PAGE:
California faces revenue surplus, persistent debt


California’s state auditors recently released an unflattering look at the state’s finances, part of their annual report. Issued several years in arrears, the assessment showed nearly $2 billion in deficit spending for the 2011-2012 fiscal year, piling more borrowed money onto what Gov. Jerry Brown has called a figurative “wall of debt.” 

“The report, which covers the fiscal year ending June 30, 2012, says that the state’s negative status — all of its assets minus all of its liabilities — increased that year, largely because it spent more than it received in revenue,” the Sacramento Bee reported. “About half of the $127.2 billion in accumulated red ink came from the state’s issuing general obligation bonds and then giving the money to local governments and school districts for public works projects, the auditor pointed out. The assets built with the bonds remain on local balance sheets while the bonded debt accrues to the state.”

Wrestling with debt

Over the past several years, however, Gov. Brown’s effort to keep debt from ballooning has made something of an impact. “California’s debt service ratio is on track to drop below 5 percent over the next several years,” as the Bee observed last month, citing the state’s nonpartisan legislative analyst: 

“The ratio, an indicator of the state’s debt burden, reflects how much general fund revenue and transfers go to pay off past borrowing. It rose to 6 percent in the late 2000s after voters approved tens of billions of dollars in borrowing for roads, schools and parks. But the ratio has declined to about 5 percent as general fund revenue grew, debt was refinanced, and the payback cost for some borrowing, such as transportation, was shifted to special funds.”

Nevertheless, California’s fluctuating income has remained a steady concern. “Brown’s administration urged caution in the face of sluggish state revenue in the summer and fall. October tax collections were $381 million, or 4.7 percent, below projections,” the Associated Press recalled in November, when revenue was “$1 billion below projections since the administration’s most recent forecast in May.”

Next year, the legislative analyst predicted, California will pull in a surplus of nearly $3 billion. But the specter of public pensions has not been diminished by the estimate. “The Governmental Accounting Standards Board and Moody’s, a major bond credit rating house, have been pushing states and localities to include unfunded retiree obligations in their balance sheets and were they to be added to California’s, it could push its negative net worth down by several hundred billion dollars,” the Bee cautioned.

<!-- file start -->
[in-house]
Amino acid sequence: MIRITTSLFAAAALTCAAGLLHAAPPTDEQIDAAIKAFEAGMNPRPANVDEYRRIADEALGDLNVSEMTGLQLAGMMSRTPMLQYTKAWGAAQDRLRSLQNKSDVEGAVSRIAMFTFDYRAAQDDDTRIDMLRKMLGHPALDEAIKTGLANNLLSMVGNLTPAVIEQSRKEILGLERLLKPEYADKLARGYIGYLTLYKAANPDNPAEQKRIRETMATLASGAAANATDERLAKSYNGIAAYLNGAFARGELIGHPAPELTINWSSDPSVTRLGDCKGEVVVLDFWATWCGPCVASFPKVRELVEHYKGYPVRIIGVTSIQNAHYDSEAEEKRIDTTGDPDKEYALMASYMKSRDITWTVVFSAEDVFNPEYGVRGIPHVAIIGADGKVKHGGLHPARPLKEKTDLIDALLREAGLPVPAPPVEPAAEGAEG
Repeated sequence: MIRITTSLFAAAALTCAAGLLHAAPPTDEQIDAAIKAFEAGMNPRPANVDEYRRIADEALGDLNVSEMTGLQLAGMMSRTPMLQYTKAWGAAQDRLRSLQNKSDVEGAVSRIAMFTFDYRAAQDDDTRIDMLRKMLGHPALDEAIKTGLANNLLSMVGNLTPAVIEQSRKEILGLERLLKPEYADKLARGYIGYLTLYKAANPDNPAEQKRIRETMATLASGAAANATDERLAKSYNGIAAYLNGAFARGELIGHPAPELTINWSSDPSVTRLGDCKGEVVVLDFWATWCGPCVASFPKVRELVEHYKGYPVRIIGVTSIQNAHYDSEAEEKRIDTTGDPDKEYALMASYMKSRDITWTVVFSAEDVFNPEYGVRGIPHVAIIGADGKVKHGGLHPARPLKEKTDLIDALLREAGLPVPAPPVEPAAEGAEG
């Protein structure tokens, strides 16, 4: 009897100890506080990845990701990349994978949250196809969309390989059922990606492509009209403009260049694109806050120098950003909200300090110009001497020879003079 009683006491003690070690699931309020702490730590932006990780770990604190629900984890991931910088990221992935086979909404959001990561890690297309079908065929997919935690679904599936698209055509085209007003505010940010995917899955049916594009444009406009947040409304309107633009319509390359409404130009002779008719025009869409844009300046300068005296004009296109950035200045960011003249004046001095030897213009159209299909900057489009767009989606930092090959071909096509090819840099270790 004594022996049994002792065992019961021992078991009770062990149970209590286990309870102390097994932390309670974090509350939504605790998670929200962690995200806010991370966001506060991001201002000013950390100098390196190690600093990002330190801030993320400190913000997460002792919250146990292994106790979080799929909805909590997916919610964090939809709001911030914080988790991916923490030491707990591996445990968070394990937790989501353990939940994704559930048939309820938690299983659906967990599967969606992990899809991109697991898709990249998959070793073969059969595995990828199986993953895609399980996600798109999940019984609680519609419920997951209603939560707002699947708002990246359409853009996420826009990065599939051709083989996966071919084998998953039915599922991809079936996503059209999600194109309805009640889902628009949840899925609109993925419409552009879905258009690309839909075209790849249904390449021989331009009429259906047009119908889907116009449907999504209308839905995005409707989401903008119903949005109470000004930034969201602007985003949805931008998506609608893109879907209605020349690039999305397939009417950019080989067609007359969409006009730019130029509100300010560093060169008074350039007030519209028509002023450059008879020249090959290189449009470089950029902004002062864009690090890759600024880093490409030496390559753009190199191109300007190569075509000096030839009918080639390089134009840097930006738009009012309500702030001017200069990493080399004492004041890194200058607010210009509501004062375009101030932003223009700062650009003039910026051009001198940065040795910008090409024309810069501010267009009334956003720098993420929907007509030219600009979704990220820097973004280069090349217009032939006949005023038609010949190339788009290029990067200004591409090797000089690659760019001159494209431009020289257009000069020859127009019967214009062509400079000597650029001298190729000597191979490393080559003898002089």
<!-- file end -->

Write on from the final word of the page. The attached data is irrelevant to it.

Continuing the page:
String of challenges

The auditors’ budget report continued a critical streak this year. Earlier this month, they found that “at least 184 complaints against registered nurses, which include practitioners and specialists, were still waiting to be assigned to nursing board investigators,” as ABC 10 recalled. “About 40 percent of those complaints involve ‘high-priority allegations’ such as patient death or criminal activity. Complaints come from a variety of sources, such as patients and the media.” (Nursing board oversight officials have insisted all complaints are now being reviewed.)

Before that, another audit targeted a key component of the state’s criminal justice bureaucracy. “In an August report, the California State Auditor examined how inadequate oversight had led to a badly compromised database” collecting gang membership records, according to the San Francisco Chronicle. State agencies, the auditors concluded, “lacked adequate support for 13 of 100 people we reviewed in CalGang and for 131 of 563 of the CalGang criteria entries we reviewed,” the Chronicle continued, noting the auditors “also found privacy violations, a failure to purge old records and transparency problems.”

And last month, they hit out at the state’s public school system for falling short on books. “Sampling school libraries in Sacramento, San Bernardino and Tulare counties, California state auditor Elaine M. Howle found schools with no librarians, non-teaching staff providing library services and lack of oversight of library services,” the San Jose Mercury News reported

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